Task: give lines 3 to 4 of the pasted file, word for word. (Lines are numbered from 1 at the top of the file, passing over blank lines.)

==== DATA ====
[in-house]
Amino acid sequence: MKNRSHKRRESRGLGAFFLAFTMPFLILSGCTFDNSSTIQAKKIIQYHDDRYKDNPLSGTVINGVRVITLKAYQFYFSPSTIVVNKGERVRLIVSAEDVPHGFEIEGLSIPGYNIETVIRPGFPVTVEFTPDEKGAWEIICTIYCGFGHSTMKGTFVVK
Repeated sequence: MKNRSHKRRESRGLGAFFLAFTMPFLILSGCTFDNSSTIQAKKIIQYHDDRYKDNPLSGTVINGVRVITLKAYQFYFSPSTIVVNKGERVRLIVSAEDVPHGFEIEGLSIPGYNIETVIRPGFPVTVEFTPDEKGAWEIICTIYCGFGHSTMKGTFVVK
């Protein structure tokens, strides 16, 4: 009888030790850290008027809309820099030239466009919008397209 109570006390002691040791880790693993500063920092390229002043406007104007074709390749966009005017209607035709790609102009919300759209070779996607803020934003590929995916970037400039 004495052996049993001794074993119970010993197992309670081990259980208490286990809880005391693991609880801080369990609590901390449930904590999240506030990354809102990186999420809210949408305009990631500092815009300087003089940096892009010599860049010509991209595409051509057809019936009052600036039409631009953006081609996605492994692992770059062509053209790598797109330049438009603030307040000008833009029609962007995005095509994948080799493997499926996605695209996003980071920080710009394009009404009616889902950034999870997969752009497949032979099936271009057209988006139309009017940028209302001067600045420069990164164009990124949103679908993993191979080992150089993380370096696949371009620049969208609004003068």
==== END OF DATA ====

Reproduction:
Repeated sequence: MKNRSHKRRESRGLGAFFLAFTMPFLILSGCTFDNSSTIQAKKIIQYHDDRYKDNPLSGTVINGVRVITLKAYQFYFSPSTIVVNKGERVRLIVSAEDVPHGFEIEGLSIPGYNIETVIRPGFPVTVEFTPDEKGAWEIICTIYCGFGHSTMKGTFVVK
């Protein structure tokens, strides 16, 4: 009888030790850290008027809309820099030239466009919008397209 109570006390002691040791880790693993500063920092390229002043406007104007074709390749966009005017209607035709790609102009919300759209070779996607803020934003590929995916970037400039 004495052996049993001794074993119970010993197992309670081990259980208490286990809880005391693991609880801080369990609590901390449930904590999240506030990354809102990186999420809210949408305009990631500092815009300087003089940096892009010599860049010509991209595409051509057809019936009052600036039409631009953006081609996605492994692992770059062509053209790598797109330049438009603030307040000008833009029609962007995005095509994948080799493997499926996605695209996003980071920080710009394009009404009616889902950034999870997969752009497949032979099936271009057209988006139309009017940028209302001067600045420069990164164009990124949103679908993993191979080992150089993380370096696949371009620049969208609004003068």